The Future Isn't What It Used To Be
If I could give credit for the phrase I've used as the title of this short piece, I would, but I've seen it used many times over the years without attribution and to the best of my knowledge its origin is lost (I'd love to be corrected, of course). It is a clever way of saying that the future is hard to predict and that most of us get it wrong when we try. This seems particularly true of technology. I grew up in the 1950s reading about my future vacations on the moon. It doesn't look like I'll ever get to the moon, but I'm composing this editorial on an iPad from which I will dispatch it to another magical device many miles from here and from which anyone on the planet can read it. From the perspective of 1958 this would have been harder to envision than the moon rocket, which was a bigger/faster/better version of what existed at the time. It is considerably easier to envision improved versions of what we have than something completely new.
Depending on how long you've been involved with digital libraries, you may find it interesting to apply this idea to your current vision of where it's all going compared to ideas you may have had fifteen or twenty years ago. It is certainly the case for me when I think about some of the earliest meetings and ideas. For many people I worked with back then it was simply a given that libraries would disappear and be replaced by networks. What we had then, which was physically centralized collections of books and journals, would simply be replaced by digital versions of the same which would be accessible on computers over networks. Bigger/faster/better. What has happened, however, is considerably more complicated. Second and third order effects begin to dominate. To what extent would those same increased computing and network capabilities also change all of the existing processes and conventions that underlay the libraries of the time, e.g., the publishing business models and the legal and social frameworks underlying science and education? We don't know the outcome, but those changes are arriving and we're not done with them yet.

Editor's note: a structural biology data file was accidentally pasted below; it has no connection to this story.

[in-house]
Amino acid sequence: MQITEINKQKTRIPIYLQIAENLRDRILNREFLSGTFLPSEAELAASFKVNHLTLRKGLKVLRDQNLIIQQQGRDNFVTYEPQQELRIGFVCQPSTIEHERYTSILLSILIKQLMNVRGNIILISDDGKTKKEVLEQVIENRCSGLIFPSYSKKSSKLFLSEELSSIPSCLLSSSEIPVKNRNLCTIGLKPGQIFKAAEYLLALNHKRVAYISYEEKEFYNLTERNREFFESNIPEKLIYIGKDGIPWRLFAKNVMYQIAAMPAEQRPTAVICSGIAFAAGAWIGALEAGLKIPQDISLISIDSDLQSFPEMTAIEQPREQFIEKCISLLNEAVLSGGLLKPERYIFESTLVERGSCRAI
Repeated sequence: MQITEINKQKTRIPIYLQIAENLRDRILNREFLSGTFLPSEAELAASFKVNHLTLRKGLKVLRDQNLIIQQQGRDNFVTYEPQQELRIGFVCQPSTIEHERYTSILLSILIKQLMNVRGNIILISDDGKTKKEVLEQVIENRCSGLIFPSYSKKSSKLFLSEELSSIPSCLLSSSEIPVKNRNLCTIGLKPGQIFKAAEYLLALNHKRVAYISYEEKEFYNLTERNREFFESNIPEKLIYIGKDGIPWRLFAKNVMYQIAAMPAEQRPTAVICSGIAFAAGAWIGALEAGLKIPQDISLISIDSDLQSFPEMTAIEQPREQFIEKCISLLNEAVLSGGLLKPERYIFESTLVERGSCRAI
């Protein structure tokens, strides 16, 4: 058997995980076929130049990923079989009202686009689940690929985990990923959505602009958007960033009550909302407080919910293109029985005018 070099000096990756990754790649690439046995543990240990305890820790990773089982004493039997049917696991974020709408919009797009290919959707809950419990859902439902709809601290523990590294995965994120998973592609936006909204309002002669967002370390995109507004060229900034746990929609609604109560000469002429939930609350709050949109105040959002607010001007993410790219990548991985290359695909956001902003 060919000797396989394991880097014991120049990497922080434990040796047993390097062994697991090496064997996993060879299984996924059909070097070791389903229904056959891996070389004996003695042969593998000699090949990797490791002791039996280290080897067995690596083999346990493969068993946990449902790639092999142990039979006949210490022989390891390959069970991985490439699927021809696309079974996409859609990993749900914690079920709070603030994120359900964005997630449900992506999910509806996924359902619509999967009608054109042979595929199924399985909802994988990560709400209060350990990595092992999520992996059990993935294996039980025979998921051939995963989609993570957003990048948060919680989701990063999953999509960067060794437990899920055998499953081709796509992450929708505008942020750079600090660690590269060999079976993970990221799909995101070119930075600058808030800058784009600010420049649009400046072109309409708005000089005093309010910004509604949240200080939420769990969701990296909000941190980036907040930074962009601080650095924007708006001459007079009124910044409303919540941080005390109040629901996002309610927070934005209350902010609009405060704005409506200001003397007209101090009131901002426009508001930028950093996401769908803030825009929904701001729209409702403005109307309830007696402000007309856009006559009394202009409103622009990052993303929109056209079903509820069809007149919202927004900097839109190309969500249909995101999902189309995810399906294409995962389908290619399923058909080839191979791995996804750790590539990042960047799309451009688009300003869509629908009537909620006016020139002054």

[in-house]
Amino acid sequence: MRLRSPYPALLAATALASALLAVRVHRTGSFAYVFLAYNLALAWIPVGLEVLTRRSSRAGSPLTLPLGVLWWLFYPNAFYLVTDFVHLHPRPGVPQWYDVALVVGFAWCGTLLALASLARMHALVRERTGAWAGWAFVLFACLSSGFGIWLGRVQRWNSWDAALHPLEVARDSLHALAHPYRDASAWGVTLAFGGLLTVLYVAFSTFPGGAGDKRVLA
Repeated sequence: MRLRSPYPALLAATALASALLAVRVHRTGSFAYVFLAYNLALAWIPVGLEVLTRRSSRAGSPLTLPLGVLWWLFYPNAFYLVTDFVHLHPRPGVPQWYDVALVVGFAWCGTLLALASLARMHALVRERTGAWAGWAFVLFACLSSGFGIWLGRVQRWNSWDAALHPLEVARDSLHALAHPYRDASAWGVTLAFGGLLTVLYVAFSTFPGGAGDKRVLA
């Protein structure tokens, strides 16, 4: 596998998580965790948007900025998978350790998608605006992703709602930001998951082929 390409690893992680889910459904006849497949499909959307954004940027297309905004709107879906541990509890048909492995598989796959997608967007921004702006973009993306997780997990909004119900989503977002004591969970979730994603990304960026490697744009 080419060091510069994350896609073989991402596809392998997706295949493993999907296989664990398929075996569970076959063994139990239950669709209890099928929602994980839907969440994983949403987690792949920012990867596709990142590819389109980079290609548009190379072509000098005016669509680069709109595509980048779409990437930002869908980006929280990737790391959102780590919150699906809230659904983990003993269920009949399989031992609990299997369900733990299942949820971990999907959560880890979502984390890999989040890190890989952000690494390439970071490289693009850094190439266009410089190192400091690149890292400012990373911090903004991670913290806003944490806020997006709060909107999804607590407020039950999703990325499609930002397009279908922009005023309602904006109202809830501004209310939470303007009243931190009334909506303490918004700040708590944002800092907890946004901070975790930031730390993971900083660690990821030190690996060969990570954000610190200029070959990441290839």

These changes require us to continue working on the fundamentals of managing and disseminating information and this issue of D-Lib reflects that requirement. What worked for libraries for twenty years cannot just be layered on top of network access via computers. This issue addresses metadata complexity (ILOX), digital document standards (PDF-A), collections (subject repositories), rights management (in China), and 'references' (linked data). We'll continue to try to keep our readers up-to-date on these topics going forward and we appreciate your company.
About the Editor